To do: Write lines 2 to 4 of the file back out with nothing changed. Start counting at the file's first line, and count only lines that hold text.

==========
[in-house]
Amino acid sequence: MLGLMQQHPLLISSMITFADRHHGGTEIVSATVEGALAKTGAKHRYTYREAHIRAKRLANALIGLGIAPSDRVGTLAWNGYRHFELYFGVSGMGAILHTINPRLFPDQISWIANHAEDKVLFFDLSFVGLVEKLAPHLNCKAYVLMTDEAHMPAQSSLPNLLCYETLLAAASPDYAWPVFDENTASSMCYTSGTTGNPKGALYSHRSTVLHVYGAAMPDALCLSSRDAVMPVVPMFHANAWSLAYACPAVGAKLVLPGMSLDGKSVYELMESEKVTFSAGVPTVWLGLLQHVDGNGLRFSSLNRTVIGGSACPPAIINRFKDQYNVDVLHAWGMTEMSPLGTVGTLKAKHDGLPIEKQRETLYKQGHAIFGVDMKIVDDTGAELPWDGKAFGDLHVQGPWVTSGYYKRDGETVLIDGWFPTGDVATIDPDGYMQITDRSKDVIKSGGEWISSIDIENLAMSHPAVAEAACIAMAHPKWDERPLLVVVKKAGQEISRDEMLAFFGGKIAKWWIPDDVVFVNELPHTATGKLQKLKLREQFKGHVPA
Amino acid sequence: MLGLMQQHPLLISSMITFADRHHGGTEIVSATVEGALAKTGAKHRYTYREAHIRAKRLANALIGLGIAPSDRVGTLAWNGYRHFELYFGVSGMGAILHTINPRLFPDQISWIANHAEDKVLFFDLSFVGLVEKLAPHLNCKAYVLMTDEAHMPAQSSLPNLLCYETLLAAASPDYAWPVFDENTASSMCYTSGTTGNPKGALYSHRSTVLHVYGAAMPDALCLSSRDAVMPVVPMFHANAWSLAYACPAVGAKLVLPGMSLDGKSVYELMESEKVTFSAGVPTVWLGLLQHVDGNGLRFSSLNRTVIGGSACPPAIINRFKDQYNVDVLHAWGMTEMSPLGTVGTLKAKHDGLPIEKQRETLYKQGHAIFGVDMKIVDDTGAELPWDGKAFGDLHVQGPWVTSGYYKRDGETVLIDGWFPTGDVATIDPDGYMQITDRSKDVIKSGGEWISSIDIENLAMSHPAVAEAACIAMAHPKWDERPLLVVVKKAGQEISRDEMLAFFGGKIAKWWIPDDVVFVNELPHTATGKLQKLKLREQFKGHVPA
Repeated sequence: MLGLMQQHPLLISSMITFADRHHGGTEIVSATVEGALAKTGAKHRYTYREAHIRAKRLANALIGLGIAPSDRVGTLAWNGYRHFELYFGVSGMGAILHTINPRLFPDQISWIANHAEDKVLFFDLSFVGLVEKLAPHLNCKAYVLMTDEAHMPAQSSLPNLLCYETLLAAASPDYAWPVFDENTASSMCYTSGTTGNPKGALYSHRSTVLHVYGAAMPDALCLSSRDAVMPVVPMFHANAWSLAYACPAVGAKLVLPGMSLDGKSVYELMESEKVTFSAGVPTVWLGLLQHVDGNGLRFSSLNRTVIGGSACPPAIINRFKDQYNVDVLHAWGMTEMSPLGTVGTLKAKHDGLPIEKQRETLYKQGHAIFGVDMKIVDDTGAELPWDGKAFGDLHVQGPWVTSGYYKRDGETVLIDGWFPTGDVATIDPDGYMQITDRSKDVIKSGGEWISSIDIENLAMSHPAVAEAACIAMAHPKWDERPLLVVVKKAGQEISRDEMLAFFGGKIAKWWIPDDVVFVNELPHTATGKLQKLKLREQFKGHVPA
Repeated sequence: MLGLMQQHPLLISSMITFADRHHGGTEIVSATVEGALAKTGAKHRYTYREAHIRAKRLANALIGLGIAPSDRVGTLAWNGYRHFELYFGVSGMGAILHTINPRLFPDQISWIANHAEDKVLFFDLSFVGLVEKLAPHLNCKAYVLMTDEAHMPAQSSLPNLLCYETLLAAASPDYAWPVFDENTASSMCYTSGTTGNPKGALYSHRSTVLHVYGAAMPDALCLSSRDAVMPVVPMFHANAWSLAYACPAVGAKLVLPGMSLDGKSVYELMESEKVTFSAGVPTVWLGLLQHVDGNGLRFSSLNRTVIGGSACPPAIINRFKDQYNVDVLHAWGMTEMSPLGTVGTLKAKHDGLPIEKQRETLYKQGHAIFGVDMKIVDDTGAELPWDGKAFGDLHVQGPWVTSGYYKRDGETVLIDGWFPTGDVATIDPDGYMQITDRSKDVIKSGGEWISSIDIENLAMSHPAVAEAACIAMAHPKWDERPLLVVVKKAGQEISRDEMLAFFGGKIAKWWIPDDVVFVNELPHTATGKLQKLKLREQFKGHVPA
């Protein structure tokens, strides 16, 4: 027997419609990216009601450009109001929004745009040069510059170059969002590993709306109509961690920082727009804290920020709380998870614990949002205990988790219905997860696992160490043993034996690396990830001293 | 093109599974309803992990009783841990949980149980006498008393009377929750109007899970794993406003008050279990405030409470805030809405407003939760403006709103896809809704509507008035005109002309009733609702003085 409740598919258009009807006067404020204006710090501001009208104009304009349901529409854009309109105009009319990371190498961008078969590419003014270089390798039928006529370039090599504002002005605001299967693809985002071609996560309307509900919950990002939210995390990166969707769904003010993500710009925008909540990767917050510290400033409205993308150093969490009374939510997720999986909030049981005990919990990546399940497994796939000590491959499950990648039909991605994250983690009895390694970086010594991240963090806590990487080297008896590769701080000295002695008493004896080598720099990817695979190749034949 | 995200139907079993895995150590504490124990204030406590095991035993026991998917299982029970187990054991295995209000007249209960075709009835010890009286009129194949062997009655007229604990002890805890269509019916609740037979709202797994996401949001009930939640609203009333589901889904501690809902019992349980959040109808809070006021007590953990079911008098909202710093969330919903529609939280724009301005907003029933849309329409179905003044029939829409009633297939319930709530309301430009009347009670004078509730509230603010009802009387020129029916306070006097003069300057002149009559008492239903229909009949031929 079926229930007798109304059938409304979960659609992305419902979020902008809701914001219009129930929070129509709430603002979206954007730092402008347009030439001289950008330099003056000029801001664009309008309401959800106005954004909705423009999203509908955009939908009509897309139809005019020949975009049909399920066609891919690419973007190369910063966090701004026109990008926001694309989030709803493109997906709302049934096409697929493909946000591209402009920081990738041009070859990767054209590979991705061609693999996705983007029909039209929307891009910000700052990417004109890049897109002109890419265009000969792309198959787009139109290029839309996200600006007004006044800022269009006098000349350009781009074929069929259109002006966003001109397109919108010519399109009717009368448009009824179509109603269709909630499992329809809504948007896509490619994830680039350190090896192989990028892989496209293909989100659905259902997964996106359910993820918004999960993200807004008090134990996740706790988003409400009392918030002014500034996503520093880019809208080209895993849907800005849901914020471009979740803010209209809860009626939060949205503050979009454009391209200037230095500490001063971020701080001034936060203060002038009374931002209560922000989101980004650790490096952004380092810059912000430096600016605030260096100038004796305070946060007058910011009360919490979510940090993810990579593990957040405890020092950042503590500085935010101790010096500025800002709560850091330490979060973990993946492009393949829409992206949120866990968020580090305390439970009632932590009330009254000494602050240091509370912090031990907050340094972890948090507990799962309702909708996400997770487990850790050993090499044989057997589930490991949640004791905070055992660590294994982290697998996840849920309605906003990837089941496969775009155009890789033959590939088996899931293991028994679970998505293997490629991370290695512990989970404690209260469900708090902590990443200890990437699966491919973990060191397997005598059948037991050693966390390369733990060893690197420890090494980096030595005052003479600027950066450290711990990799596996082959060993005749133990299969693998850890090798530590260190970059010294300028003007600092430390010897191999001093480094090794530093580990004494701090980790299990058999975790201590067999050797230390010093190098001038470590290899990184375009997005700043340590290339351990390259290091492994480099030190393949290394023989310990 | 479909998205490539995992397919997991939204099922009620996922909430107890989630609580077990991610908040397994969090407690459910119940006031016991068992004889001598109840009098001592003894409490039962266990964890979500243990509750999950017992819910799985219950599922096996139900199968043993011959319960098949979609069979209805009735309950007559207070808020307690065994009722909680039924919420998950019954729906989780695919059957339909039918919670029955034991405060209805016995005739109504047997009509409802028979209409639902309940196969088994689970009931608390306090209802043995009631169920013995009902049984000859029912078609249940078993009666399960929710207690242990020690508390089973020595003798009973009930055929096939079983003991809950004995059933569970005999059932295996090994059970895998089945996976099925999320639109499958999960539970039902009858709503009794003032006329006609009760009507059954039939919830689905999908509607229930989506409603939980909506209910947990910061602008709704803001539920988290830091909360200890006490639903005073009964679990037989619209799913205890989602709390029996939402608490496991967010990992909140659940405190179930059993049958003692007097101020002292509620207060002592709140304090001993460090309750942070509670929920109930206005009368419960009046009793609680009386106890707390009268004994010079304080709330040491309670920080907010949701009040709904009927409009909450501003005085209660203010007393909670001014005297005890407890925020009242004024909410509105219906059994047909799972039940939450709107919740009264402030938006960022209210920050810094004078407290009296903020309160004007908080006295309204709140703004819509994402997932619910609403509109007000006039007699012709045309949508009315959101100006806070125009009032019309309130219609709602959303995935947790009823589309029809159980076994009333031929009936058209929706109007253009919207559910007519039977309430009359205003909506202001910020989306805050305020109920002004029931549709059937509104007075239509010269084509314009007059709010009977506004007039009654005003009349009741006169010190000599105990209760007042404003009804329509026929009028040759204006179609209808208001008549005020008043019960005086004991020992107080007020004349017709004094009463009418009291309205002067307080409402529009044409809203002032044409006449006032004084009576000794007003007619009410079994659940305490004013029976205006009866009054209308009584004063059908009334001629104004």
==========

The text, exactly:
Amino acid sequence: MLGLMQQHPLLISSMITFADRHHGGTEIVSATVEGALAKTGAKHRYTYREAHIRAKRLANALIGLGIAPSDRVGTLAWNGYRHFELYFGVSGMGAILHTINPRLFPDQISWIANHAEDKVLFFDLSFVGLVEKLAPHLNCKAYVLMTDEAHMPAQSSLPNLLCYETLLAAASPDYAWPVFDENTASSMCYTSGTTGNPKGALYSHRSTVLHVYGAAMPDALCLSSRDAVMPVVPMFHANAWSLAYACPAVGAKLVLPGMSLDGKSVYELMESEKVTFSAGVPTVWLGLLQHVDGNGLRFSSLNRTVIGGSACPPAIINRFKDQYNVDVLHAWGMTEMSPLGTVGTLKAKHDGLPIEKQRETLYKQGHAIFGVDMKIVDDTGAELPWDGKAFGDLHVQGPWVTSGYYKRDGETVLIDGWFPTGDVATIDPDGYMQITDRSKDVIKSGGEWISSIDIENLAMSHPAVAEAACIAMAHPKWDERPLLVVVKKAGQEISRDEMLAFFGGKIAKWWIPDDVVFVNELPHTATGKLQKLKLREQFKGHVPA
Amino acid sequence: MLGLMQQHPLLISSMITFADRHHGGTEIVSATVEGALAKTGAKHRYTYREAHIRAKRLANALIGLGIAPSDRVGTLAWNGYRHFELYFGVSGMGAILHTINPRLFPDQISWIANHAEDKVLFFDLSFVGLVEKLAPHLNCKAYVLMTDEAHMPAQSSLPNLLCYETLLAAASPDYAWPVFDENTASSMCYTSGTTGNPKGALYSHRSTVLHVYGAAMPDALCLSSRDAVMPVVPMFHANAWSLAYACPAVGAKLVLPGMSLDGKSVYELMESEKVTFSAGVPTVWLGLLQHVDGNGLRFSSLNRTVIGGSACPPAIINRFKDQYNVDVLHAWGMTEMSPLGTVGTLKAKHDGLPIEKQRETLYKQGHAIFGVDMKIVDDTGAELPWDGKAFGDLHVQGPWVTSGYYKRDGETVLIDGWFPTGDVATIDPDGYMQITDRSKDVIKSGGEWISSIDIENLAMSHPAVAEAACIAMAHPKWDERPLLVVVKKAGQEISRDEMLAFFGGKIAKWWIPDDVVFVNELPHTATGKLQKLKLREQFKGHVPA
Repeated sequence: MLGLMQQHPLLISSMITFADRHHGGTEIVSATVEGALAKTGAKHRYTYREAHIRAKRLANALIGLGIAPSDRVGTLAWNGYRHFELYFGVSGMGAILHTINPRLFPDQISWIANHAEDKVLFFDLSFVGLVEKLAPHLNCKAYVLMTDEAHMPAQSSLPNLLCYETLLAAASPDYAWPVFDENTASSMCYTSGTTGNPKGALYSHRSTVLHVYGAAMPDALCLSSRDAVMPVVPMFHANAWSLAYACPAVGAKLVLPGMSLDGKSVYELMESEKVTFSAGVPTVWLGLLQHVDGNGLRFSSLNRTVIGGSACPPAIINRFKDQYNVDVLHAWGMTEMSPLGTVGTLKAKHDGLPIEKQRETLYKQGHAIFGVDMKIVDDTGAELPWDGKAFGDLHVQGPWVTSGYYKRDGETVLIDGWFPTGDVATIDPDGYMQITDRSKDVIKSGGEWISSIDIENLAMSHPAVAEAACIAMAHPKWDERPLLVVVKKAGQEISRDEMLAFFGGKIAKWWIPDDVVFVNELPHTATGKLQKLKLREQFKGHVPA